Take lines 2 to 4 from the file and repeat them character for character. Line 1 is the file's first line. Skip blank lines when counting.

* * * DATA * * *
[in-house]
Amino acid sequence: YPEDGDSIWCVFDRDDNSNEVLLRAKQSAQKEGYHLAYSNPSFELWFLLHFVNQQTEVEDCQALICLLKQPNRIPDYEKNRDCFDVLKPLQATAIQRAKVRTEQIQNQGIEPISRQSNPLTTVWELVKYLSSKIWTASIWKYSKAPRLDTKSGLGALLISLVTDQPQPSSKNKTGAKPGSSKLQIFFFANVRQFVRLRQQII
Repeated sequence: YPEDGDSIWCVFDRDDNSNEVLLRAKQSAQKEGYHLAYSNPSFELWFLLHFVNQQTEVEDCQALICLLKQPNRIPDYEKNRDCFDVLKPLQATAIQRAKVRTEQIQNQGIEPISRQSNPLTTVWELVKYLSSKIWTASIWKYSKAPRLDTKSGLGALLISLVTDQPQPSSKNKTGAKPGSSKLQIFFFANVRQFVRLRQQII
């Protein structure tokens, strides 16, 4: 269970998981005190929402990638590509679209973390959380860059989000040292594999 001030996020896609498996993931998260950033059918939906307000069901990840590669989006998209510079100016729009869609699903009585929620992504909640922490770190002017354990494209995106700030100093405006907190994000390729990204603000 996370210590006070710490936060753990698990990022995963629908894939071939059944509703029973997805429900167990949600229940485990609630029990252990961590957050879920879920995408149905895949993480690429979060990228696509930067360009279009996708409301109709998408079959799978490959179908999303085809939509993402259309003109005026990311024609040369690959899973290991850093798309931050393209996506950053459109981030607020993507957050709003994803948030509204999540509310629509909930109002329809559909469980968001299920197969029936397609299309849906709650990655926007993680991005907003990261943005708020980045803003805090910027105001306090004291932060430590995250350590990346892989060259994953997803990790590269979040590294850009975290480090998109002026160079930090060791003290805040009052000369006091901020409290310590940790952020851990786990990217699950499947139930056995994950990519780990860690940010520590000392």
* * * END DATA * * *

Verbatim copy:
Amino acid sequence: YPEDGDSIWCVFDRDDNSNEVLLRAKQSAQKEGYHLAYSNPSFELWFLLHFVNQQTEVEDCQALICLLKQPNRIPDYEKNRDCFDVLKPLQATAIQRAKVRTEQIQNQGIEPISRQSNPLTTVWELVKYLSSKIWTASIWKYSKAPRLDTKSGLGALLISLVTDQPQPSSKNKTGAKPGSSKLQIFFFANVRQFVRLRQQII
Repeated sequence: YPEDGDSIWCVFDRDDNSNEVLLRAKQSAQKEGYHLAYSNPSFELWFLLHFVNQQTEVEDCQALICLLKQPNRIPDYEKNRDCFDVLKPLQATAIQRAKVRTEQIQNQGIEPISRQSNPLTTVWELVKYLSSKIWTASIWKYSKAPRLDTKSGLGALLISLVTDQPQPSSKNKTGAKPGSSKLQIFFFANVRQFVRLRQQII
């Protein structure tokens, strides 16, 4: 269970998981005190929402990638590509679209973390959380860059989000040292594999 001030996020896609498996993931998260950033059918939906307000069901990840590669989006998209510079100016729009869609699903009585929620992504909640922490770190002017354990494209995106700030100093405006907190994000390729990204603000 996370210590006070710490936060753990698990990022995963629908894939071939059944509703029973997805429900167990949600229940485990609630029990252990961590957050879920879920995408149905895949993480690429979060990228696509930067360009279009996708409301109709998408079959799978490959179908999303085809939509993402259309003109005026990311024609040369690959899973290991850093798309931050393209996506950053459109981030607020993507957050709003994803948030509204999540509310629509909930109002329809559909469980968001299920197969029936397609299309849906709650990655926007993680991005907003990261943005708020980045803003805090910027105001306090004291932060430590995250350590990346892989060259994953997803990790590269979040590294850009975290480090998109002026160079930090060791003290805040009052000369006091901020409290310590940790952020851990786990990217699950499947139930056995994950990519780990860690940010520590000392």